Infinite Undiscovery (360)
What Did The Reviews Say? An absolute mess. In trying to revitalise the staid formula of Japanese role-playing games, tri-Ace mashed together too many disparate elements, many of which inevitably remain half-baked. The first two hours are surely some of the worst gaming ever committed to screen.
What Should They Have Said? A whipping tornado of fresh air sweeping through a stagnant genre, Infinite Undiscovery is the boldest JRPG in years. With a boisterous ensemble cast, genuinely thrilling party-based real-time combat, and a host of quirky character traits and secrets to discover, if you're looking for a JRPG that succeeds in being different then here it is. (The reviews were right about the first two hours though.)
Lost Planet 2 (360, PS3)
What Did The Reviews Say? Critics were baffled by the sparsely checkpointed save mechanic, the unusual Battle Gauge and T-Energy resource management, the weighty movement and stagger system, the meagre yet incomprehensible plot and the fact it wasn't Gears of War.
What Should They Have Said? That it's just about the most rewarding co-op shooter you can play, crammed full of encounters and boss battles that demand your squad works together as a team. The flow of unlockables, powered by a random slot machine, is as compulsive as any loot-focused RPG. Like The Club, Lost Planet 2 ought to be praised for striking out on its own path.
What Did The Reviews Say? Of the ten games featured here, Mistwalker's RPG boasts the highest Metacritic rating with 78. A good score, no doubt, but one that doesn't even put Lost Odyssey in the top 200 Xbox 360 games. Which, to my mind, is insane. Critics said it was little more than a rehash of Final Fantasy creator Hironobu Sakaguchi's past glories, a JPRG rooted in the past that offered nothing we hadn't seen before.
What Should They Have Said? There was, I think, an assumption amongst critics when assessing the JRPGs of this generation that Final Fantasy XIII would turn up and blow them all away. Thus, caution was taken, praise was withheld, and reviews tempered with reservation. With hindsight, such timidity was misplaced: Lost Odyssey shines ever brighter in the wake of FFXIII's colossal disappointment. It remains the best JRPG of this generation, weaving a powerful, heartbreaking tale whose quality of writing will fail to move only the coldest souls. Traditional its combat mechanics combat and character progression may be, but they innovate in subtle ways while strengthening the core RPG value of player choice.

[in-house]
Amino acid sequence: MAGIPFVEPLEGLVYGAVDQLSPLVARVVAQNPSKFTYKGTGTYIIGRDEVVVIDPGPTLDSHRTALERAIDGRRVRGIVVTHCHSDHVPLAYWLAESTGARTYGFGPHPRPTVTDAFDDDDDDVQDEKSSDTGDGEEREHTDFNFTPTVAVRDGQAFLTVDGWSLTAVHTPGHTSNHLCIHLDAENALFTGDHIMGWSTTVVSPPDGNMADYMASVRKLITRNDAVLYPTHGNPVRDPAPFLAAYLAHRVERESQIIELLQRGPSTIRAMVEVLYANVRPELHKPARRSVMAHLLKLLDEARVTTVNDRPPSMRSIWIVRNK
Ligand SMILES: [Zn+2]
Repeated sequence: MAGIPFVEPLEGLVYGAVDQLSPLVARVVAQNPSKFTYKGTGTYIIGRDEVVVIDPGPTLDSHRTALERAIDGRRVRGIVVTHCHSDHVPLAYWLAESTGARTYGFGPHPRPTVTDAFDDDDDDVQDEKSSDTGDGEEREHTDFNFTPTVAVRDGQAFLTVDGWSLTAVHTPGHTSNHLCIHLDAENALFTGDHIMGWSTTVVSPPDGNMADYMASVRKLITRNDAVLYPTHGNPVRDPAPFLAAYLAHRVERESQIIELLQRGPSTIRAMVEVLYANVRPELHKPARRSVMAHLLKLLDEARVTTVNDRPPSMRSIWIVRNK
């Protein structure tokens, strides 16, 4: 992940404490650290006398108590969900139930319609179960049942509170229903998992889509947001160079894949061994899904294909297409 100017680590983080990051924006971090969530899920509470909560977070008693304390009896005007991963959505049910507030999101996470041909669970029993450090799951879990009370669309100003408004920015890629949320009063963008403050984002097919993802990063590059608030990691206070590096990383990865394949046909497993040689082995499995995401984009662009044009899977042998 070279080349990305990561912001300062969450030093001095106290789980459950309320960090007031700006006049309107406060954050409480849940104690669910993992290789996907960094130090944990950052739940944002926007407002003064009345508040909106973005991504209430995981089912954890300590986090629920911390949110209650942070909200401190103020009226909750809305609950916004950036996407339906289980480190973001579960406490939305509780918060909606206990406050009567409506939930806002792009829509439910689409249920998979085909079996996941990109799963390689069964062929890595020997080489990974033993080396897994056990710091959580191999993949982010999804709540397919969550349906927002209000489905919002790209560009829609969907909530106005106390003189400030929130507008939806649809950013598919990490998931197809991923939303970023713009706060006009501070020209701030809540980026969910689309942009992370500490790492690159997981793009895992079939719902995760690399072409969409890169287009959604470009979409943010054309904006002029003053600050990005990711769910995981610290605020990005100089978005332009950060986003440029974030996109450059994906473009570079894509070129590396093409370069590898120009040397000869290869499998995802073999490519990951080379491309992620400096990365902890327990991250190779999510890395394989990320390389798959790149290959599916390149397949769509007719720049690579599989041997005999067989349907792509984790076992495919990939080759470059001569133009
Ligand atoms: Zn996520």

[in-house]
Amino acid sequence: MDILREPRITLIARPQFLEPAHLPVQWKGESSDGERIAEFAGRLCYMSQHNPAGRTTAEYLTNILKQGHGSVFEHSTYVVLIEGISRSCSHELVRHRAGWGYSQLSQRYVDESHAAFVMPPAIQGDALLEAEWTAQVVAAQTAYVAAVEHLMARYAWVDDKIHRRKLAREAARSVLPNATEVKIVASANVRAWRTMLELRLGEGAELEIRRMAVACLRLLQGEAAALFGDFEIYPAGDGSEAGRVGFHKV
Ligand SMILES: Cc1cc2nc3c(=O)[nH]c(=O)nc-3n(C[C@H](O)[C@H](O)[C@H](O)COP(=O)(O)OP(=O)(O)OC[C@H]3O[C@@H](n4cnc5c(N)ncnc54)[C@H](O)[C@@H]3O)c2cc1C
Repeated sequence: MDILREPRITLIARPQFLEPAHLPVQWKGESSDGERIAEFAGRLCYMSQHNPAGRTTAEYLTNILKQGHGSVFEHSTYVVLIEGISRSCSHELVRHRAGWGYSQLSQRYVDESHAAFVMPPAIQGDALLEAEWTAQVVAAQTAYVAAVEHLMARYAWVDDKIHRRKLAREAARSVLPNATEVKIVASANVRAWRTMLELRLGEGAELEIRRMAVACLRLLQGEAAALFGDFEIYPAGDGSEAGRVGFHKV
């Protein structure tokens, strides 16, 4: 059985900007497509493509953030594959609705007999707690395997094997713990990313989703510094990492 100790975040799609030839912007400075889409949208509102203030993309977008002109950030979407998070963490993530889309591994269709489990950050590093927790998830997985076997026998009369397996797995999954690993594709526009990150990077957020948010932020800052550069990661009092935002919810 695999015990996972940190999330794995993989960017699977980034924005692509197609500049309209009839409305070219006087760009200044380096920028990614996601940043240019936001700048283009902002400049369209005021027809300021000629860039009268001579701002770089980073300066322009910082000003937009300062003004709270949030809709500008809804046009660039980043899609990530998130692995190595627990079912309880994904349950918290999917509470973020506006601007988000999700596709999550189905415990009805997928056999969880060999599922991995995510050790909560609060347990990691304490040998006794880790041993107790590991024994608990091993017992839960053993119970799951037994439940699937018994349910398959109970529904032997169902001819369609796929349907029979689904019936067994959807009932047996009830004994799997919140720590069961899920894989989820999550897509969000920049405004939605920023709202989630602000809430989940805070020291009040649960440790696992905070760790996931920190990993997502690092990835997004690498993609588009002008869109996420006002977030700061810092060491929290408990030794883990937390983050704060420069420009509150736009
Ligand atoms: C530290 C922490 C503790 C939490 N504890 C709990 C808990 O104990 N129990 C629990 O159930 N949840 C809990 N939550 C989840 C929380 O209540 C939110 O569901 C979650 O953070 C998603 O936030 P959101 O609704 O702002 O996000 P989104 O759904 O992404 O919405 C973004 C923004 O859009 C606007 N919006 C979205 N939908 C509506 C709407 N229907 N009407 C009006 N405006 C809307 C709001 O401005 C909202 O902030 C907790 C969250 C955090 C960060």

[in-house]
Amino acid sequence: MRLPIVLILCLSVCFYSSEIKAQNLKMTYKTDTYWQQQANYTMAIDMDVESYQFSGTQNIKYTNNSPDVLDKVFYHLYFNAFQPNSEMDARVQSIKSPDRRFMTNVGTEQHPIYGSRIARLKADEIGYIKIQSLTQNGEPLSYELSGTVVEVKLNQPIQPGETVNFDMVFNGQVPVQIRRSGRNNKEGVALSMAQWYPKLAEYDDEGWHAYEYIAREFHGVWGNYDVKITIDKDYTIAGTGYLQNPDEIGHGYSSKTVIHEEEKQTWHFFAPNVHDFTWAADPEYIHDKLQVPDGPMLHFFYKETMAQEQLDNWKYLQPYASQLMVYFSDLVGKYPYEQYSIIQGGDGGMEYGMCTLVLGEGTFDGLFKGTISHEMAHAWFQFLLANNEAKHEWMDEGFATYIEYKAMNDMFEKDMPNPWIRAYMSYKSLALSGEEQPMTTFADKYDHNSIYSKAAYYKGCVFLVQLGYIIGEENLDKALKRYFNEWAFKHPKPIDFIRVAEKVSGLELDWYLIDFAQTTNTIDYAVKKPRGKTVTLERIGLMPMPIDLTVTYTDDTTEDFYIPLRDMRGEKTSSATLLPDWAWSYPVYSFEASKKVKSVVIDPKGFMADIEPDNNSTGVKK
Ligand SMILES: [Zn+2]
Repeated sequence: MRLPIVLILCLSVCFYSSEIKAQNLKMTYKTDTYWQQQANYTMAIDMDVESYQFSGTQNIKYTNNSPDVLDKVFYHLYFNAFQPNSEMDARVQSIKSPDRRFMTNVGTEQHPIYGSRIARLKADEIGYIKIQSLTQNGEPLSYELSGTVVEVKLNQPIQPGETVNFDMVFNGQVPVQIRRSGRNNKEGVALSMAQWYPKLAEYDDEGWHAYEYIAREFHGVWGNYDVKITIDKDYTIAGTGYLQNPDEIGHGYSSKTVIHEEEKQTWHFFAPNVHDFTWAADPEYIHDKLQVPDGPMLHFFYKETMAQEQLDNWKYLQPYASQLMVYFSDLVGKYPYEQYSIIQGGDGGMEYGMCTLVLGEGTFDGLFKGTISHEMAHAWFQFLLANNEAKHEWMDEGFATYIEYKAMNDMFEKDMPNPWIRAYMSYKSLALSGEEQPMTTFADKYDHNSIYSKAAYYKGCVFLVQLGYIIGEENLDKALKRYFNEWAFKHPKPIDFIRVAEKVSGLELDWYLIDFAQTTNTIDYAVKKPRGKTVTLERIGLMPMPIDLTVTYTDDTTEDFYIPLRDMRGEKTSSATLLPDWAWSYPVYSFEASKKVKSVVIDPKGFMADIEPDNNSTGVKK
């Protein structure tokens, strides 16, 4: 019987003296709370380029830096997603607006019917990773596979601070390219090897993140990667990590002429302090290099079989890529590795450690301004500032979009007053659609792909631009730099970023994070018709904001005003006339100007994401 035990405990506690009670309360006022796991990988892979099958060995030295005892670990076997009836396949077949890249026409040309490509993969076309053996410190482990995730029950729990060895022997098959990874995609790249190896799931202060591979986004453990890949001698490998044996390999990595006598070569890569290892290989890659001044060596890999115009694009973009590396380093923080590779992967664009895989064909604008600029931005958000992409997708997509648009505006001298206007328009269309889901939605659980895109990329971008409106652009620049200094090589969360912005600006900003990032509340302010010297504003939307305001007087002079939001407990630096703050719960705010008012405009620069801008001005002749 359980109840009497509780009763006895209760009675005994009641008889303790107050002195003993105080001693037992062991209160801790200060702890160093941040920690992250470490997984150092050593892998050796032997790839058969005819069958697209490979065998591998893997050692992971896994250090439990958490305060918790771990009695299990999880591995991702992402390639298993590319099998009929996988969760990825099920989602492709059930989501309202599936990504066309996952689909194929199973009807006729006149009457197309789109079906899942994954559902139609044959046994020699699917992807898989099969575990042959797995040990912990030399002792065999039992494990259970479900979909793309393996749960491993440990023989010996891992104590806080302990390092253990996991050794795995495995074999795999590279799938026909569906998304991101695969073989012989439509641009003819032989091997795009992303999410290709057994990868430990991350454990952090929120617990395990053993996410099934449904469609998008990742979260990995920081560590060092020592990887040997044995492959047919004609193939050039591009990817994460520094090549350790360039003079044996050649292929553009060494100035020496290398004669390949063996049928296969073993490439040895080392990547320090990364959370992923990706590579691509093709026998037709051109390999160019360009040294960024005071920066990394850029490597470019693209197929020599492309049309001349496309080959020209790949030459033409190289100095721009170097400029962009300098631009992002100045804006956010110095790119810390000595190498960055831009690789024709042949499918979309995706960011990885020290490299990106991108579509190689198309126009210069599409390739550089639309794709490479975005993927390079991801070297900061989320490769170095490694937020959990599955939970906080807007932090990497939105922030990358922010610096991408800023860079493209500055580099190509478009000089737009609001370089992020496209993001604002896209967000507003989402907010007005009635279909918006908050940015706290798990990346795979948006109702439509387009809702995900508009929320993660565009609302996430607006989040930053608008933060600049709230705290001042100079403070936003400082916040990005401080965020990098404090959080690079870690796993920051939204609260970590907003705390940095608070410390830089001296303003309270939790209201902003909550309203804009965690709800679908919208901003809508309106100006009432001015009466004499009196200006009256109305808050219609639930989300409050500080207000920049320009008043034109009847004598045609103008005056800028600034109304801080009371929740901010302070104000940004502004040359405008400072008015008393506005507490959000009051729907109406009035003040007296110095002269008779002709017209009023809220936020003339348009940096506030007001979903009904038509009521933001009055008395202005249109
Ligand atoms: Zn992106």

The Saboteur (360, PS3)
What Did The Reviews Say? Pandemic's last hurrah was derided as a glitchy, run-of-the-mill GTA clone notable mainly for flogging DLC that unlocked in-game nudity, allowing protagonist Sean to visit cabaret clubs and cop an eyeful of stripper boobies.
What Should They Have Said? But gosh it was fun. It clips along at a cracking pace, befitting the knockabout Oirish charm of race-driver-cum-resistance-hero Sean, hurling you into street races, getaways, shoot-outs with Nazis, and even a decent stealth system along the way. Best of all, the use of colour, where occupied areas of town are suffocated in grim black and white while the resistance-held districts are bursting with lurid tones, is extraordinary, lending The Saboteur an aesthetic and mood of all its own.
Siren: Blood Curse (PS3)
What Did The Reviews Say? This cliched survival horror outing stumbles into many of the more common pitfalls of the genre: clumsy movement, terrible combat, bad writing and an incoherent plot. Plus, to add insult to injury, it took hours to install the downloadable episodes (though Siren was later released on disc).
What Should They Have Said? Blood Curse is superior survival horror in every facet. With multiple perspectives afforded by a diverse range of playable characters, each with their own motivations, you're presented with a tale that takes a while to warm up but one where the pay-off is worth it. Sight-jacking remains a stroke of genius and the controls, while tighter that the original, feel as if they've been designed to make you feel vulnerable rather than simply not working properly. Blood Curse is chilling, intense and perhaps the best survival horror game this generation.
Well, that's my list. Do you agree or disagree with my choices? What are your picks for the most underrated games of this generation?